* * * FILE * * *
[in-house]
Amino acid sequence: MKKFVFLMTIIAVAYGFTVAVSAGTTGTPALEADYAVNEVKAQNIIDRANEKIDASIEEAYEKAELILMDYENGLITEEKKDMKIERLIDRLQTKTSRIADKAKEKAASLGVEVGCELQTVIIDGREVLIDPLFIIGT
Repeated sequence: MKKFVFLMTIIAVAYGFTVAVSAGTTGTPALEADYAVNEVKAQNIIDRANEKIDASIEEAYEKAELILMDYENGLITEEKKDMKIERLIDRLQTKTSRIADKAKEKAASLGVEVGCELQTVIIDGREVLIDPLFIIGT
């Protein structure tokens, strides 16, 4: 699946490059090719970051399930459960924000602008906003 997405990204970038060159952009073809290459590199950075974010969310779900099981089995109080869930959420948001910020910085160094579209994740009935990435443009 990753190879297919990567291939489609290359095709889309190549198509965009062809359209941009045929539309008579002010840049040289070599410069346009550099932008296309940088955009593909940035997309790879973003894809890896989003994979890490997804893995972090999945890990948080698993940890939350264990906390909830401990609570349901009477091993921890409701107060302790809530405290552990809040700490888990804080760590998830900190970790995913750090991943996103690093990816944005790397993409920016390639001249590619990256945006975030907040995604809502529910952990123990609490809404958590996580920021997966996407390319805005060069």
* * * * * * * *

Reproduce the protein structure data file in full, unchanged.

[in-house]
Amino acid sequence: MKKFVFLMTIIAVAYGFTVAVSAGTTGTPALEADYAVNEVKAQNIIDRANEKIDASIEEAYEKAELILMDYENGLITEEKKDMKIERLIDRLQTKTSRIADKAKEKAASLGVEVGCELQTVIIDGREVLIDPLFIIGT
Repeated sequence: MKKFVFLMTIIAVAYGFTVAVSAGTTGTPALEADYAVNEVKAQNIIDRANEKIDASIEEAYEKAELILMDYENGLITEEKKDMKIERLIDRLQTKTSRIADKAKEKAASLGVEVGCELQTVIIDGREVLIDPLFIIGT
């Protein structure tokens, strides 16, 4: 699946490059090719970051399930459960924000602008906003 997405990204970038060159952009073809290459590199950075974010969310779900099981089995109080869930959420948001910020910085160094579209994740009935990435443009 990753190879297919990567291939489609290359095709889309190549198509965009062809359209941009045929539309008579002010840049040289070599410069346009550099932008296309940088955009593909940035997309790879973003894809890896989003994979890490997804893995972090999945890990948080698993940890939350264990906390909830401990609570349901009477091993921890409701107060302790809530405290552990809040700490888990804080760590998830900190970790995913750090991943996103690093990816944005790397993409920016390639001249590619990256945006975030907040995604809502529910952990123990609490809404958590996580920021997966996407390319805005060069």